In our last post on drunk driving charges, we talked about refusing to take a breath test. This is a bad idea, and if you refuse to take a breath test, you will be subject to a separate criminal charge in addition to your DUI charge. You will also be subject to additional consequences.
Before we even address the question in the title, it is important for us to say that no one should get behind the wheel of a vehicle when they have consumed alcohol or used drugs. Having said that, if you do get behind the wheel of a vehicle while you are intoxicated and you see the flashing lights of a police car in your rearview mirror, your thoughts will immediately scramble to try and find a way out of the situation.
You had just spent a nice day out on the boat, drinking a little beer, catching a few fish, and taking in some sun. As the sun started to set, you headed back to shore and loaded your catch in the back of the truck before heading home.
It goes without saying that getting multiple drunk driving offenses is an especially bad position to put yourself in. The damage and penalties from having two or more DUIs on your record are immense. But even after just one offense - one that could have extenuating circumstances involved - in the state of Florida, an individual can face hefty penalties and fines.
Field sobriety tests (FST) are used to determine if a driver may be impaired. It is important to understand that an FST does not determine if you are able to drive, it gives an officer probable cause to conduct other, more invasive tests. Without probable cause, it can be difficult for an officer to justify asking for a breath, blood or urine test.
When you hear the phrase "a DUI will cost you a lot," you may take the statement figuratively. It will "cost you on a personal level, as your friends and family may never look at you the same way again. It will "cost" you professionally, because you could lose your job or struggle to find a new one. It will "cost" you chronologically, as you may spend time in jail or suffer harsh penalties that make your life difficult for a long time.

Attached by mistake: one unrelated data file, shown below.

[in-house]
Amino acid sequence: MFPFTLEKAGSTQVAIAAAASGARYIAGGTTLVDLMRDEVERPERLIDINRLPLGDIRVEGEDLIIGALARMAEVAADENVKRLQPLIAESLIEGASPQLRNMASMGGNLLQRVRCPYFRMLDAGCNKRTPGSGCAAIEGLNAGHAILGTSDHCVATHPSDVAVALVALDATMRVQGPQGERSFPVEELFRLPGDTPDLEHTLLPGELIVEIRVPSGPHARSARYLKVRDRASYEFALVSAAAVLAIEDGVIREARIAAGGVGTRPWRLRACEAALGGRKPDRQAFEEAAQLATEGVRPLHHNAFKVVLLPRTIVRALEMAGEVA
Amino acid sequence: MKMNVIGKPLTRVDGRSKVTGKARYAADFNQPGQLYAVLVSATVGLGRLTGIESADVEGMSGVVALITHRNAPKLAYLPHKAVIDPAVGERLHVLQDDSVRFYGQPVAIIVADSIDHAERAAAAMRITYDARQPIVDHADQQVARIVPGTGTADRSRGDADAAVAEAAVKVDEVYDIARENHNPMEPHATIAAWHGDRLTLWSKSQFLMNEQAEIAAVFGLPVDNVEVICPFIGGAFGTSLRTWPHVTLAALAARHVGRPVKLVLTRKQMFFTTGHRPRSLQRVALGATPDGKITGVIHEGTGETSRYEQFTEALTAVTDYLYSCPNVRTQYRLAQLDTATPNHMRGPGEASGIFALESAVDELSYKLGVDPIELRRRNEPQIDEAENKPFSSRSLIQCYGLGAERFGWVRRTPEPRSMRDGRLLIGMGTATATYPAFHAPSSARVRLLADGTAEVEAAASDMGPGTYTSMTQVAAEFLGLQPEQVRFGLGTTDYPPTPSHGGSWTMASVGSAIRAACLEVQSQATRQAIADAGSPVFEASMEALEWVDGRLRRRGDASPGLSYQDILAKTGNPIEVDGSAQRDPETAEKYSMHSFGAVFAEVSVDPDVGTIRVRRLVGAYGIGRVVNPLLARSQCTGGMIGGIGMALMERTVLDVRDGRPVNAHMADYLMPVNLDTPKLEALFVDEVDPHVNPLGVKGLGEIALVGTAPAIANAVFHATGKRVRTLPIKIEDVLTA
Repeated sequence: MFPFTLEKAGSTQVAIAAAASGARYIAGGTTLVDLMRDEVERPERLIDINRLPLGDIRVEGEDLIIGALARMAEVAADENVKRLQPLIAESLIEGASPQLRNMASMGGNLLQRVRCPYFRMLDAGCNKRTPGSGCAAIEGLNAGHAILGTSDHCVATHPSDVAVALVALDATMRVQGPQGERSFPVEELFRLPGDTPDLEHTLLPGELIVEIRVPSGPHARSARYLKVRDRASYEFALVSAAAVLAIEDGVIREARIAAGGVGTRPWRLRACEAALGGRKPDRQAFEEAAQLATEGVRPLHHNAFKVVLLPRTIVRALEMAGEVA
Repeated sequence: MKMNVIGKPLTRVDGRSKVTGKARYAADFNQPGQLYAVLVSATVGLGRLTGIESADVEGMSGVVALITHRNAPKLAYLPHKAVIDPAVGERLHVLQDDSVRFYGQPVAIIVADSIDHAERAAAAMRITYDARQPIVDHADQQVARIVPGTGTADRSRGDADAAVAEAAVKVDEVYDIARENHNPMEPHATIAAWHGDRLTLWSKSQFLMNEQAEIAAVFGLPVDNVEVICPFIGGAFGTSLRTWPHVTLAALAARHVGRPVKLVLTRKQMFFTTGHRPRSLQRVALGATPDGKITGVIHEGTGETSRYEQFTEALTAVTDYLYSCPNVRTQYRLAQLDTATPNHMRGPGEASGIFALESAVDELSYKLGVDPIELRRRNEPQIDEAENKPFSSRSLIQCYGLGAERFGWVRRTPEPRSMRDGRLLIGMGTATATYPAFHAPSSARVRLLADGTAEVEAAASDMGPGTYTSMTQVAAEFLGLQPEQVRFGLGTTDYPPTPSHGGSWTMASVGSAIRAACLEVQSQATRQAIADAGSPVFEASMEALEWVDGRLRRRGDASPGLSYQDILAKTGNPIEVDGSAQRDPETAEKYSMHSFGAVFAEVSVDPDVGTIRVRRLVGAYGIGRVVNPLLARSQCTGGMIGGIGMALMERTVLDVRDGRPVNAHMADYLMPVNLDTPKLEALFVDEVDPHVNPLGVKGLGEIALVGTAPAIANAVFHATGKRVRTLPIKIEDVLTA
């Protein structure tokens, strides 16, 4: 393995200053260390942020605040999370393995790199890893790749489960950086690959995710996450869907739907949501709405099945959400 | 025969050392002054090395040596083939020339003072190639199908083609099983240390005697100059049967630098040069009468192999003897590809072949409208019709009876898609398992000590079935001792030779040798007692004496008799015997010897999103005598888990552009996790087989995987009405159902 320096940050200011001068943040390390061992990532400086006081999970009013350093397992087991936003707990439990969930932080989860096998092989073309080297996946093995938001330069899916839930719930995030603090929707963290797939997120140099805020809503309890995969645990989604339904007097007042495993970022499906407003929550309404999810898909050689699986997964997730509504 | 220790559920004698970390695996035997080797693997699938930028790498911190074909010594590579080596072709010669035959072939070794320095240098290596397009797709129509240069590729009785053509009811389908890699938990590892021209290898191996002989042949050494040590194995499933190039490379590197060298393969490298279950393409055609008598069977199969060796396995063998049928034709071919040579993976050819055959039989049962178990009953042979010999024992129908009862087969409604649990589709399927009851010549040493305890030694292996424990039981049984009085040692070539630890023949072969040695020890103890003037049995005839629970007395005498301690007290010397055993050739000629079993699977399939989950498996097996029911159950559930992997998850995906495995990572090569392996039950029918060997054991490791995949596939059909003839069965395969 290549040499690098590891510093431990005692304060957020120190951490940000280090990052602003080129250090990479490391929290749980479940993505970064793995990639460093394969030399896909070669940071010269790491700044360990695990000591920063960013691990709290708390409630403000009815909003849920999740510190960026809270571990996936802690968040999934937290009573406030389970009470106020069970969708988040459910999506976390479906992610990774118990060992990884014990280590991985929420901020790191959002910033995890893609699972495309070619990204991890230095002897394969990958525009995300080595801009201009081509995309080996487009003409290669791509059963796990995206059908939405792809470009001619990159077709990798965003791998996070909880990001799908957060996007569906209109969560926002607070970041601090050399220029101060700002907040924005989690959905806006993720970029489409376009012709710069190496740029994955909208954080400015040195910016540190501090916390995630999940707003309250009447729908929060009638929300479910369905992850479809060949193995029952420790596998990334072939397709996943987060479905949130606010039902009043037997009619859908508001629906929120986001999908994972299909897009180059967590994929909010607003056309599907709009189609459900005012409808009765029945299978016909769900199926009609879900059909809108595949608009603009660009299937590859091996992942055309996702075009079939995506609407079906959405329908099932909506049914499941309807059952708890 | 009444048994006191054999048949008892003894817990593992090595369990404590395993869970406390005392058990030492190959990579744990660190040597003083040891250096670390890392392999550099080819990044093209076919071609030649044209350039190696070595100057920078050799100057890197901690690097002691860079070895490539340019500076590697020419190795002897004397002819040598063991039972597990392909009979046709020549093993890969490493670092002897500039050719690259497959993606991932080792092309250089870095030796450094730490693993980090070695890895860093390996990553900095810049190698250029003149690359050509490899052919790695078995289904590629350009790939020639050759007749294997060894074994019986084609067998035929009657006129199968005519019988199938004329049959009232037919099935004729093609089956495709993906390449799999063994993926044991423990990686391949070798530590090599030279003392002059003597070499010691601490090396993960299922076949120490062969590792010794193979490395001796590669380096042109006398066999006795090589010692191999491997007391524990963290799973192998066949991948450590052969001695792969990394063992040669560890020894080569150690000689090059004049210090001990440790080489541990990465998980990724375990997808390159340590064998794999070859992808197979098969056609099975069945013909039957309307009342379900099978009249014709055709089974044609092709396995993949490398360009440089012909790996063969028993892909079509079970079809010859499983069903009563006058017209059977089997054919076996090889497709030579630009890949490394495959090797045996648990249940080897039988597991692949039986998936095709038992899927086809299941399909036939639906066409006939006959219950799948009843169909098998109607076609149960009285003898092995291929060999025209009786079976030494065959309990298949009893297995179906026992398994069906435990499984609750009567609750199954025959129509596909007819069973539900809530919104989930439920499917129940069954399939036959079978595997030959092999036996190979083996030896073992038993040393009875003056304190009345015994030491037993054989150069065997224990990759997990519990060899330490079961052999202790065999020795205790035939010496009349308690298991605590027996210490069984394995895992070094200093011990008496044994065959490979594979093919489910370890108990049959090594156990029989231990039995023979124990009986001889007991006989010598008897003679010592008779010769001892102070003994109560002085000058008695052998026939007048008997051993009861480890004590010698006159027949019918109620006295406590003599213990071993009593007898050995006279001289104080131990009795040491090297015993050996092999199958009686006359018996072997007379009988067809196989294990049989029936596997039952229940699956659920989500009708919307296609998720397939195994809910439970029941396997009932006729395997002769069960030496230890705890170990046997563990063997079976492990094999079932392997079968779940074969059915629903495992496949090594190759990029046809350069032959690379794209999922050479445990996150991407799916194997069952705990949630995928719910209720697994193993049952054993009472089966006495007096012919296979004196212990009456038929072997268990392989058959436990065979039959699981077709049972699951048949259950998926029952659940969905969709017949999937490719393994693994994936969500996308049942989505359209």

Drunk driving charges, like any other criminal charge, come with a certain level of embarrassment for the accused individual. They know they should have done better, and they will look to change their ways going forward. But even with that, their reputation will precede them wherever they go. Their friends will likely know about it, and it could cause them hardship with those friends. Their employers may find out, or even potential new employers. And landlords will see their criminal history during routine background checks.
If you have been pulled over and accused of driving under the influence of alcohol before, then you know just how scary and intimidating those moments can be. If you haven't been pulled over for a DUI offense before in your life, then you probably think that there is no way for a person accused of such a crime to defend his or her case.
If you are pulled over and suspected of driving drunk, the officer will likely administer field sobriety tests. These tests are used by law enforcement agents to highlight or reveal signs that a person may be intoxicated. Should a person fail these tests, he or she could be arrested for suspected drunk driving.
Though many of us may be familiar with alcohol-related DUI charges, a broad range of substances can impair your ability to operate a motor vehicle safely. Prescription drugs are no exception.